Thursday, January 7, 2010

Enlarging the Courtroom

There is a very strong chance that Protect Marriage, the campaign committee behind the Proposition 8 ballot initiative, whose outcome led to a ban on same-sex marriage in California, wanted their efforts to have national impact. Regardless of their results in California, that wish seems to have been granted, although not always with the results they would have preferred. On the other hand it is hard to guess whether or not they anticipated that their "success" in California would be so vigorously challenged by a lawsuit that will now be heard in a Federal nonjury trial, the first in any court at the Federal level on the question of same-sex marriage. More likely, however, they did not anticipate that, whatever their interest in national impact may have been, this trial will be made accessible to a national audience, as was reported yesterday afternoon by Bob Egelko, Staff Writer for the San Francisco Chronicle:

Next week's trial in San Francisco of a lawsuit challenging the initiative that banned same-sex marriage in California won't be televised live, but it will be videotaped for delayed Internet release on YouTube, a federal judge ruled Wednesday.

Chief U.S. District Judge Vaughn Walker in San Francisco ordered the video coverage, the first for a federal trial in California, over the objections of Proposition 8's sponsors. Their lawyer argued that allowing the proceedings to be viewed outside the courthouse would violate their right to a fair trial by intimidating their witnesses.

To some extent Judge Walker may be credited with having the chutzpah to offer Protect Marriage the kind of exposure they seem to have been craving, thus providing the perfect be-careful-what-you-wish-for object lesson. It is only because, in the grand scheme of things, the release of the "Fixing Intel" report is likely to constitute the greater act of chutzpah that Judge Walker is out of the running for the Chutzpah of the Week award; but, since the trial is scheduled to last between two and three weeks, his turn may yet come. Egelko's report continues as follows:

"The knowledge that you're testifying to untold thousands or millions ... can cause some witnesses to become more timid" and induce others to be overly dramatic, attorney Michael Kirk told Walker.

Prop. 8's campaign committee, Protect Marriage, has maintained that some of its supporters have been harassed, and that witnesses whose testimony was widely seen would face further danger.

Walker will have the power to order that individual witnesses' faces be concealed or their voices muted on the YouTube uploads.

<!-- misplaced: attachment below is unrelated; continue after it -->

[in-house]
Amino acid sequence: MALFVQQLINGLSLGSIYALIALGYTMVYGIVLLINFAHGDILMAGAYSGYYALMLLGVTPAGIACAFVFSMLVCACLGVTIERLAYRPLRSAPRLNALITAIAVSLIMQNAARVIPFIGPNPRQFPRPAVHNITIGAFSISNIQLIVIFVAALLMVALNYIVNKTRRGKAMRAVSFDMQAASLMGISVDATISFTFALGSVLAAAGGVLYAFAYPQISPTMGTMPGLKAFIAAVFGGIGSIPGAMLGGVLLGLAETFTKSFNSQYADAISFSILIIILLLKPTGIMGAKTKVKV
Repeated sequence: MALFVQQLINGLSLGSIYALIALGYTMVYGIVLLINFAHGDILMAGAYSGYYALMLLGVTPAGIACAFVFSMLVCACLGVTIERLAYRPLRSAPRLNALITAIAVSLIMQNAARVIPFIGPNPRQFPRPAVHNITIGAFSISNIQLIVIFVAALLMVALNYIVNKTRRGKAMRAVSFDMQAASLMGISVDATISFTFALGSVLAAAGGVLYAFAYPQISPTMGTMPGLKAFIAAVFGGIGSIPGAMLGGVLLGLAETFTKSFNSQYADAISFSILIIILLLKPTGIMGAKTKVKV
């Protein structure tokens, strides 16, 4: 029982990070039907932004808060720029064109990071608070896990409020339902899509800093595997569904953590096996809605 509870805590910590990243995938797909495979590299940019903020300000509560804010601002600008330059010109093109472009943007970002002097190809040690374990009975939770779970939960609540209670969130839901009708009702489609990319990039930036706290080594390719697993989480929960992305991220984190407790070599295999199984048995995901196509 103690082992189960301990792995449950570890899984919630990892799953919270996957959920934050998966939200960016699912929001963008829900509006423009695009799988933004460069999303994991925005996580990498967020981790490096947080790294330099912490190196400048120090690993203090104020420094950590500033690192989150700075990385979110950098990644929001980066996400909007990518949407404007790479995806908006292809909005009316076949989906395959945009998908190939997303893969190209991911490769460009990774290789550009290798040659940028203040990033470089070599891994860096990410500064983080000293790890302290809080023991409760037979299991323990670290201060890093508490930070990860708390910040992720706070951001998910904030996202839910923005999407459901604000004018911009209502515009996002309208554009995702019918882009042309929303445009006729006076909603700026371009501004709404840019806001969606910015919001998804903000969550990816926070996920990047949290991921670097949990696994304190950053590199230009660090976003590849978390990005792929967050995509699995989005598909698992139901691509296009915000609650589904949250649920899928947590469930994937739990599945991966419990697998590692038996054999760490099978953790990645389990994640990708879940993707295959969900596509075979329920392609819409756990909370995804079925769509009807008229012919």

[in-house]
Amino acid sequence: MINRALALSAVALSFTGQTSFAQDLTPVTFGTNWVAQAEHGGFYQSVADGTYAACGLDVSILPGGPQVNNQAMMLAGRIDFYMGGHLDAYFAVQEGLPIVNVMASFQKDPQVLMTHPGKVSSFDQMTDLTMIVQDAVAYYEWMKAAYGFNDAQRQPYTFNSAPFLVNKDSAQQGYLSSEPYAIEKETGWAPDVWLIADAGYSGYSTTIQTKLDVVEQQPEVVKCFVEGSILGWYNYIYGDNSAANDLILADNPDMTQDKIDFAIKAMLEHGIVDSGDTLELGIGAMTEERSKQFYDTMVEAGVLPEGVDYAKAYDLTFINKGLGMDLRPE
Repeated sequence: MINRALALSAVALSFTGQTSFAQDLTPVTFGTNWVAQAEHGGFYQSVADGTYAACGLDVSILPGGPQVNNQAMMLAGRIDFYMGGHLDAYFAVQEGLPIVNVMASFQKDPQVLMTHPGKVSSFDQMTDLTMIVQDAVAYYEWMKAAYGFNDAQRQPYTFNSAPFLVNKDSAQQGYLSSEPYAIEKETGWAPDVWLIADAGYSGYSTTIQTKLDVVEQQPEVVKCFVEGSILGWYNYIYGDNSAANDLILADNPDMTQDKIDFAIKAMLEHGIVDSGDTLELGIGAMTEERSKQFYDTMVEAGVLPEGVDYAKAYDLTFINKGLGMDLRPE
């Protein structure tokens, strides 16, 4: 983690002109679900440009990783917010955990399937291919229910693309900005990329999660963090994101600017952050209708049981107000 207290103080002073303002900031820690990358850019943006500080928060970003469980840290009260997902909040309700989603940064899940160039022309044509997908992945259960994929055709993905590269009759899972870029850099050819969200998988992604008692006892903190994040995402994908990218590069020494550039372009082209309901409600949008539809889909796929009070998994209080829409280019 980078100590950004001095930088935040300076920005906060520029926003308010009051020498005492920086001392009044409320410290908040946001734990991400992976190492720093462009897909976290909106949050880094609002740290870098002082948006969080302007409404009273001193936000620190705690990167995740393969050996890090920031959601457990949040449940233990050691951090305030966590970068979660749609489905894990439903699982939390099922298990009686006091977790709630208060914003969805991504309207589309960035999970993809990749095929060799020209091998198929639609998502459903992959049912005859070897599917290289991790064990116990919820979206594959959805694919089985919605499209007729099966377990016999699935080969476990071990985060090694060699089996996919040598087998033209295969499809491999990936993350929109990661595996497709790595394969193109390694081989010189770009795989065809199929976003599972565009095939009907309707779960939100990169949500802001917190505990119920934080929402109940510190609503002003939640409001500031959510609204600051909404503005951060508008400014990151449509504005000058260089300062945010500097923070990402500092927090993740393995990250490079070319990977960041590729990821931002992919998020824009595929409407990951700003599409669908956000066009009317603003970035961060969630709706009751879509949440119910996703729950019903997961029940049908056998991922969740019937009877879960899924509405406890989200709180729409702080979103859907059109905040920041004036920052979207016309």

Kirk said such actions would only draw attention to the witnesses. But Walker said this case seemed ideal for a pilot program, approved last month by the federal appeals court in San Francisco, to allow telecasting of selected nonjury civil trials.

He cited the wide interest in the case and said most of the witnesses will be campaign officials or academic experts accustomed to speaking in public.

"I've always thought that if the public could see how the judicial process works, they would take a somewhat different view of it," the judge said.

Apparently Protect Marriage believes that the size of the audience in the courtroom will have an impact on how witnesses behave and that scaling that size up to anyone capable of going to a YouTube URL would undermine that judicial process. On the other hand one of the responsibilities of the judge is to see to the welfare of the witness. There are a variety of measures that the judge can take to ensure that welfare, and a lawyer can even formally request that one of those measures be taken. Thus, on the one hand we have a judge who feels that it is appropriate for this case to be heard in a larger "virtual" courtroom; and on the other hand we have Project Marriage challenging his decision to do so. Fortunately, the judicial process has a way to resolve this challenge:

Walker's order, subject to final approval by the appeals court's chief judge, allows live video feeds to public areas of federal appeals courthouses in San Francisco, Pasadena, Seattle and Portland, Ore., and to a federal court in Chicago that has requested it.

The videotape will be posted on a YouTube site ( as soon as possible, which might be later the same day or the next morning, said Buz Rico, the court's technical adviser.

Thus the question of the size of the courtroom now sits on the desk of the Chief Judge of the Ninth U.S. Circuit Court of Appeals, which has televised past hearings but not trials. If that approval is given, then the extent of the "virtual courtroom" in both space and time will be strictly defined.

Needless to say, there is the risk that this affair could turn into this century's version of the Scopes Monkey Trial, which also happened to involve a case in which strongly held religious convictions were deliberately set on a collision course with individual secular rights. However, by deliberately allowing such a large audience, Judge Walker is virtually obliging himself to make sure that this case proceeds according to the strictest legal disciplines. He has proposed a noble experiment towards advancing better public appreciation of our judicial system; and I, for one, hope that his proposal will be approved.

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